Conversations about postpartum depression and postpartum anxiety can be stigmatizing. We live in a country that has severed the relationship between mental and physical health. However, with more women entering the field of psychiatry, there is already achange in place and the social media has become a good place to discuss it.
When my first daughter was born, I was near the end of my intern year of residency. My pregnancy was flawless without complications and I worked up until her due date. I was lucky. Fast forward two weeks after her birth and everything changed.
She was born on a Monday. After a brief stay in the NICU, we were both discharged four days later. This is where my journey starts.
Here I go…
The first day home I remember looking fondly at this little human being. I couldn’t help but feel an intense overwhelm thinking how perfect she was. She had the temperament most parents wished their babies had. She fed; she slept; she occasionally cried. Though I found myself looking at her in awe, I couldn’t help but notice that with each passing day, things began to change in me. I began to feel a force pulling me from her. Though we were never physically separated, it felt as though I was miles away from her because every day the force pulling on me became stronger.
After a short period of time, what remained was an empty shell resembling me. This went on for weeks. I tried to fight through it. “I am fine,” I would tell myself. I pretended to smile. Being a mother was supposed to be such a joyous occasion but the more I pretended, the more numb I became. Getting up to address her very few needs became a chore. Until one day, the numbness turned to paralysis and I felt frozen in time. My husband would care for her every need both day and night while I slept. No matter how much I wanted to feel normal again, it occurred to me that it would never happen without the help of my physicians. I was numb. Undoing that would take courage and an acceptance of what I was suffering from.
Although outward conversations about postpartum depression and postpartum anxiety were just starting to happen in society, it was still highly stigmatized. And despite the fact that millions of Americans live with a mental health condition, it is still an area of medicine that lacks transparency. However, with more women entering the field of psychiatry, this was beginning to change.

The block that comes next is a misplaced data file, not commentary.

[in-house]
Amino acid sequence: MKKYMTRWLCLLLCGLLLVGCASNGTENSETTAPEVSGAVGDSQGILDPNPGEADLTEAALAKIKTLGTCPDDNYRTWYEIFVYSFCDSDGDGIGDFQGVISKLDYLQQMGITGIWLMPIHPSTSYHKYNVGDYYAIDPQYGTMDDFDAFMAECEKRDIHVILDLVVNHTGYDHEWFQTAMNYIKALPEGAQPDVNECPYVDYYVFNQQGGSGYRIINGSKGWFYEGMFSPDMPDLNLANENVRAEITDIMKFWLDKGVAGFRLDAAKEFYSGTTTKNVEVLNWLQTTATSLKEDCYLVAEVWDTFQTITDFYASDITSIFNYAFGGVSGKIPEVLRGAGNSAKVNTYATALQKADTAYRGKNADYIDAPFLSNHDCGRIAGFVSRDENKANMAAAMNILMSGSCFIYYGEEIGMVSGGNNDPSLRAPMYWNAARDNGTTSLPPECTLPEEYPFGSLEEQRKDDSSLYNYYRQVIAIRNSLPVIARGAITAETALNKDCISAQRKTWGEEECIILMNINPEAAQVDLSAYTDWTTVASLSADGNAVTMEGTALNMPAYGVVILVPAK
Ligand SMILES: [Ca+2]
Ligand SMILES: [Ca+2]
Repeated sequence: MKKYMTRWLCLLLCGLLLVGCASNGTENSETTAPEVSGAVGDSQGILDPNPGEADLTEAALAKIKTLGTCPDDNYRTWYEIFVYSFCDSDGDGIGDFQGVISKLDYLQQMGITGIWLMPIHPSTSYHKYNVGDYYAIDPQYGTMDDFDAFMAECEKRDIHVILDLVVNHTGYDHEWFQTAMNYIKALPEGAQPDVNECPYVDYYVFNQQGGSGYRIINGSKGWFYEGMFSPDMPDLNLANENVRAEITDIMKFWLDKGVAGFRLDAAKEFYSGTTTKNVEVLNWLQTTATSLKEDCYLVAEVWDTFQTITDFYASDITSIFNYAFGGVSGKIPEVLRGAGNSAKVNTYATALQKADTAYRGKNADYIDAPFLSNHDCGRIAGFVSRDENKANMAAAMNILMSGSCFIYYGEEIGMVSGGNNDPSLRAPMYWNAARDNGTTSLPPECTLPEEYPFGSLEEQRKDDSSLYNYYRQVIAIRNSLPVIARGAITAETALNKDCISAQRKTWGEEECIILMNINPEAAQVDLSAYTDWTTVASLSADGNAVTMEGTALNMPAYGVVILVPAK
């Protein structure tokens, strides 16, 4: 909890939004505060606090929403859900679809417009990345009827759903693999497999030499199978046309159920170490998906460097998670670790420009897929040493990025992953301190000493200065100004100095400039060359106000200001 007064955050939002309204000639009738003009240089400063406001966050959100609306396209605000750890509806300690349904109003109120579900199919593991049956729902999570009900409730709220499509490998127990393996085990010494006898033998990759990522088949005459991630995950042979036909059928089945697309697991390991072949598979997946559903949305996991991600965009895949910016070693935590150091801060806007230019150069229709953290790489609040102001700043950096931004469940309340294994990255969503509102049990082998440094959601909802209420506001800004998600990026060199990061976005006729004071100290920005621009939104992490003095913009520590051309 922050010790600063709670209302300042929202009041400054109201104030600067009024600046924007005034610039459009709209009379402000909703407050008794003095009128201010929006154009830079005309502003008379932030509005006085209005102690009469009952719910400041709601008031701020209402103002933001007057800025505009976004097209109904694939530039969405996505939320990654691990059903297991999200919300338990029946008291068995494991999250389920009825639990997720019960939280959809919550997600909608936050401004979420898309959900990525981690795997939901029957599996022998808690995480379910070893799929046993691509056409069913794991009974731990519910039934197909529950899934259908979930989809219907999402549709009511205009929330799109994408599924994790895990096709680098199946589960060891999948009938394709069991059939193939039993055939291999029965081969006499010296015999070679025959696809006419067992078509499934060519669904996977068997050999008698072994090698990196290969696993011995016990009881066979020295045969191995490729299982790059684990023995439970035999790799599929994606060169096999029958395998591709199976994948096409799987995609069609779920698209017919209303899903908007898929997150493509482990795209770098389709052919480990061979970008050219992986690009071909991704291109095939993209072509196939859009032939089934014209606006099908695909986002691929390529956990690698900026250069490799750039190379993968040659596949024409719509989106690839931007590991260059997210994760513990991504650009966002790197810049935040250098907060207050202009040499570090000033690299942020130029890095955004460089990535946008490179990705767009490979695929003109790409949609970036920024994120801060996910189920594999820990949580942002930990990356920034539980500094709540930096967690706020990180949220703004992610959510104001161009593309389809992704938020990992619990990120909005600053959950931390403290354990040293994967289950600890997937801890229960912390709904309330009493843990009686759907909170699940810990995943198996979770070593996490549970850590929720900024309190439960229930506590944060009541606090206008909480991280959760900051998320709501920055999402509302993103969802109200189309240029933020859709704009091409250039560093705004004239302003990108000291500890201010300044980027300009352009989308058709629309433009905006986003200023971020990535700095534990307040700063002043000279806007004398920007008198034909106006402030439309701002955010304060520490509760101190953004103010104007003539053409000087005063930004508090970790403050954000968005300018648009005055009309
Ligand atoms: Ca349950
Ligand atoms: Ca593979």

Dr. Jessi Gold, Psychiatrist
The social constructs of medicine have historically discouraged physicians from voicing outward opinions in large forums like social media. In addition to this, it has also been slow to speak outwardly on the stigma of mental illness. However, for Dr. Gold, this is where she shines.
Dr. Gold is unlike any other psychiatrist that I have met. Her unapologetic ability to speak about mental illness and her use of social media as one of her platforms is courageous. “I love to hear about people’s stories,” she told me. “We live in a country that has severed the relationship between mental and physical health. I wanted to help change this. I realized that social media became a good place to discuss it because I saw the need and demand for it in spaces like Twitter so I changed it.”
Her authenticity is what makes her commentary that much more real. As a contributor to Forbes and Newsweek, she is starting to create a name for herself. “My goal is to provide a better community for others. Since social media allows me to connect to individuals across the country, it allows me to extend the community I help.”
When I asked her about how she works to empower women she said, “Women need to not be afraid of being told no. Many opportunities that have come to me have come because of others that have not gone in my favor. Challenging the status quo is the only way to change it. If I want to help change the perception of mental health in America, it requires me to put myself out there knowing that not everyone will agree with what I have to say. Part of my ability to do this is wrapped in all things therapy. There is no wrong time to talk to someone. In fact, to do this is to reinvest in ourselves which strengthens self-compassion.”
Had I had Dr. Gold when I suffered from postpartum depression and postpartum anxiety, I am convinced my struggle would have been less. It would take another four to six weeks after seeking help for me to start feeling better. I am convinced however that the continued perseverance of female physicians like Dr. Gold is making the stigma of mental health disorders less and more of a normalcy that many individuals suffer from.
It is my hope that other psychiatrists follow the lead of Dr. Gold by creating a safe place to speak about mental health. Perhaps if so, the fractured relationship between mental and physical health can be mended.
To learn more about Dr. Jessi Gold and to see her works please visit her website at drjessigold.com.
Dr. Megan Babb is THE ORIGINAL SEKHMET of our time.
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